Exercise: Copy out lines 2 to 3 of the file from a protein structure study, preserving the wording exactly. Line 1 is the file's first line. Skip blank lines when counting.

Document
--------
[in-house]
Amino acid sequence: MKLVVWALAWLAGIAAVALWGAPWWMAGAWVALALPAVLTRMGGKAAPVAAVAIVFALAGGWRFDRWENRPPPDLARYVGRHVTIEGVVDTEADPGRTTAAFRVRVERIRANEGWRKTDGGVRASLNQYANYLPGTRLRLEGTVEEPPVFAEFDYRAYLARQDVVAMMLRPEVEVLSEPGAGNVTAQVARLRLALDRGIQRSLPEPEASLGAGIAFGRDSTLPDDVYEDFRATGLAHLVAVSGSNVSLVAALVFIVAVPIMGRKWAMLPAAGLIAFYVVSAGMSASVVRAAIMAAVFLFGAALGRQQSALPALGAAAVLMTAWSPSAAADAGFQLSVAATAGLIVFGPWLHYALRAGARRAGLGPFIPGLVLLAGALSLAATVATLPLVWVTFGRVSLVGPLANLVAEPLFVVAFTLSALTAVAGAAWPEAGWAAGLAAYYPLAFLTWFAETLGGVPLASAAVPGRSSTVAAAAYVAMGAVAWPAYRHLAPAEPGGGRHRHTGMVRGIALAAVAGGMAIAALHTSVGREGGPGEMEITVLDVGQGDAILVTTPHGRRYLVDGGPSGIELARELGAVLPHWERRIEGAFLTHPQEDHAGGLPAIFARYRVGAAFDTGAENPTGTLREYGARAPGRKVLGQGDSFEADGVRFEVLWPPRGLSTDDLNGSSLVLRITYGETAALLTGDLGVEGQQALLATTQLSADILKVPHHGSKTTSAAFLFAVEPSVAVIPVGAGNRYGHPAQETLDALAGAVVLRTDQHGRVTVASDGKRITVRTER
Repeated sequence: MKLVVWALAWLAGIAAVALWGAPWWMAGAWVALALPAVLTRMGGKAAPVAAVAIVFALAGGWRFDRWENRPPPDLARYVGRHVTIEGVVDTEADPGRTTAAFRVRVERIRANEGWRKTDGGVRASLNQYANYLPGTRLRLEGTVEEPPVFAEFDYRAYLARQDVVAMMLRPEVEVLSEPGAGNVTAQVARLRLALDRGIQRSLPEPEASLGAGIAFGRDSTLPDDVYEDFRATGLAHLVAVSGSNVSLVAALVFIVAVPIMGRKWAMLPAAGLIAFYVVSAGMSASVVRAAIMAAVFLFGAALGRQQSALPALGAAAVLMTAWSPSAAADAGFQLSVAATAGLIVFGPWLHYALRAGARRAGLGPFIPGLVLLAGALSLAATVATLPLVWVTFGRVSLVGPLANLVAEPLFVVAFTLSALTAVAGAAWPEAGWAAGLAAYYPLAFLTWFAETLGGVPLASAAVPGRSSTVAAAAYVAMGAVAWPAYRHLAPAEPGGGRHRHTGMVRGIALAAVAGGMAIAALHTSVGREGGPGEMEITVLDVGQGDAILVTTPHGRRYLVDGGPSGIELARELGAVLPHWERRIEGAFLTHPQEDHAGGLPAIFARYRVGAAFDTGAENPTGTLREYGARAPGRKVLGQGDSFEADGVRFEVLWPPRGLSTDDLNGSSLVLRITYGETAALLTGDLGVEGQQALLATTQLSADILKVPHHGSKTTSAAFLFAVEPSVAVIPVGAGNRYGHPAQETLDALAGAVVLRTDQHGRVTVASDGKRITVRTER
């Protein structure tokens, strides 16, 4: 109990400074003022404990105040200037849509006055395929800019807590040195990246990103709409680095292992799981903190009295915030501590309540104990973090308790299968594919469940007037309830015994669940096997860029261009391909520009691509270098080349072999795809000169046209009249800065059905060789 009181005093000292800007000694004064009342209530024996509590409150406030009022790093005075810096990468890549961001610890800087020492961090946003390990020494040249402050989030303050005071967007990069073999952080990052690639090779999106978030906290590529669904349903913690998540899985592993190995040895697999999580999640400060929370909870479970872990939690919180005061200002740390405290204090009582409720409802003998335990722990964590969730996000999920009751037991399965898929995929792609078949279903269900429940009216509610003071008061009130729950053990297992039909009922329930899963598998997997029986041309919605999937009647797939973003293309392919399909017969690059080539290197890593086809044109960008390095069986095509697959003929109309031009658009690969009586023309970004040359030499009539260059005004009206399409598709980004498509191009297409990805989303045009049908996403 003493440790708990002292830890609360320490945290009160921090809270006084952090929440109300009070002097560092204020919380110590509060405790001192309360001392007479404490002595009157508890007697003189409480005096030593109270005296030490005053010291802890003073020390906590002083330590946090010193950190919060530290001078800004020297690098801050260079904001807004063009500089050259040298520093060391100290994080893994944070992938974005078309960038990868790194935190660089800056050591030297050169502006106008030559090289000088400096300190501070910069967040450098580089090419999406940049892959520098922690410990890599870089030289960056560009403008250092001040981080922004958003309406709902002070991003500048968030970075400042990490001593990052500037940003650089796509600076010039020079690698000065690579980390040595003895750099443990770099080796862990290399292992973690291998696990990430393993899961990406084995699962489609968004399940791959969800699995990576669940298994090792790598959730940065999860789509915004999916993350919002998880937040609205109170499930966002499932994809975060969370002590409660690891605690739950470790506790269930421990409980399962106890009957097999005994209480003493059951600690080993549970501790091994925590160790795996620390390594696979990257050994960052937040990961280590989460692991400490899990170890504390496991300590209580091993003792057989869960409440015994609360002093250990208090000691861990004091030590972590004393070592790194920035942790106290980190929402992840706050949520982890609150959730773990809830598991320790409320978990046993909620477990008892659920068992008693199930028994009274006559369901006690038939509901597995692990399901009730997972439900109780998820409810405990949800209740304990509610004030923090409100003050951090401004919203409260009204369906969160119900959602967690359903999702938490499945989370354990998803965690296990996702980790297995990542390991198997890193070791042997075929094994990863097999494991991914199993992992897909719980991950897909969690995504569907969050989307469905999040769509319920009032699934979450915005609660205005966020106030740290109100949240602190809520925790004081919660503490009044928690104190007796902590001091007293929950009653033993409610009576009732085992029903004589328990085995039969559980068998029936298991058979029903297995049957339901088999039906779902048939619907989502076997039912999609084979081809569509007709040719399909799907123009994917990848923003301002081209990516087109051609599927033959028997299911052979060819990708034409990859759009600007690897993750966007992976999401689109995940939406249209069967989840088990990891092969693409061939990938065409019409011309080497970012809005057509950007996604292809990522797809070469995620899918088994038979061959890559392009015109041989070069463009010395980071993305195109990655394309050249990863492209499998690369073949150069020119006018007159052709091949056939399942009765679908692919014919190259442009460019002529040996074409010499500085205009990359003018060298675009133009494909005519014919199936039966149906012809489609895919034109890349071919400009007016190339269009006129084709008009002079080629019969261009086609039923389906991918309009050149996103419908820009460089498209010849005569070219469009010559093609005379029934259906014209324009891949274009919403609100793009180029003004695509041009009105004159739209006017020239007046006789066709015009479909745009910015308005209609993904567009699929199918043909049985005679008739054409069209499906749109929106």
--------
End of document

Amino acid sequence: MKLVVWALAWLAGIAAVALWGAPWWMAGAWVALALPAVLTRMGGKAAPVAAVAIVFALAGGWRFDRWENRPPPDLARYVGRHVTIEGVVDTEADPGRTTAAFRVRVERIRANEGWRKTDGGVRASLNQYANYLPGTRLRLEGTVEEPPVFAEFDYRAYLARQDVVAMMLRPEVEVLSEPGAGNVTAQVARLRLALDRGIQRSLPEPEASLGAGIAFGRDSTLPDDVYEDFRATGLAHLVAVSGSNVSLVAALVFIVAVPIMGRKWAMLPAAGLIAFYVVSAGMSASVVRAAIMAAVFLFGAALGRQQSALPALGAAAVLMTAWSPSAAADAGFQLSVAATAGLIVFGPWLHYALRAGARRAGLGPFIPGLVLLAGALSLAATVATLPLVWVTFGRVSLVGPLANLVAEPLFVVAFTLSALTAVAGAAWPEAGWAAGLAAYYPLAFLTWFAETLGGVPLASAAVPGRSSTVAAAAYVAMGAVAWPAYRHLAPAEPGGGRHRHTGMVRGIALAAVAGGMAIAALHTSVGREGGPGEMEITVLDVGQGDAILVTTPHGRRYLVDGGPSGIELARELGAVLPHWERRIEGAFLTHPQEDHAGGLPAIFARYRVGAAFDTGAENPTGTLREYGARAPGRKVLGQGDSFEADGVRFEVLWPPRGLSTDDLNGSSLVLRITYGETAALLTGDLGVEGQQALLATTQLSADILKVPHHGSKTTSAAFLFAVEPSVAVIPVGAGNRYGHPAQETLDALAGAVVLRTDQHGRVTVASDGKRITVRTER
Repeated sequence: MKLVVWALAWLAGIAAVALWGAPWWMAGAWVALALPAVLTRMGGKAAPVAAVAIVFALAGGWRFDRWENRPPPDLARYVGRHVTIEGVVDTEADPGRTTAAFRVRVERIRANEGWRKTDGGVRASLNQYANYLPGTRLRLEGTVEEPPVFAEFDYRAYLARQDVVAMMLRPEVEVLSEPGAGNVTAQVARLRLALDRGIQRSLPEPEASLGAGIAFGRDSTLPDDVYEDFRATGLAHLVAVSGSNVSLVAALVFIVAVPIMGRKWAMLPAAGLIAFYVVSAGMSASVVRAAIMAAVFLFGAALGRQQSALPALGAAAVLMTAWSPSAAADAGFQLSVAATAGLIVFGPWLHYALRAGARRAGLGPFIPGLVLLAGALSLAATVATLPLVWVTFGRVSLVGPLANLVAEPLFVVAFTLSALTAVAGAAWPEAGWAAGLAAYYPLAFLTWFAETLGGVPLASAAVPGRSSTVAAAAYVAMGAVAWPAYRHLAPAEPGGGRHRHTGMVRGIALAAVAGGMAIAALHTSVGREGGPGEMEITVLDVGQGDAILVTTPHGRRYLVDGGPSGIELARELGAVLPHWERRIEGAFLTHPQEDHAGGLPAIFARYRVGAAFDTGAENPTGTLREYGARAPGRKVLGQGDSFEADGVRFEVLWPPRGLSTDDLNGSSLVLRITYGETAALLTGDLGVEGQQALLATTQLSADILKVPHHGSKTTSAAFLFAVEPSVAVIPVGAGNRYGHPAQETLDALAGAVVLRTDQHGRVTVASDGKRITVRTER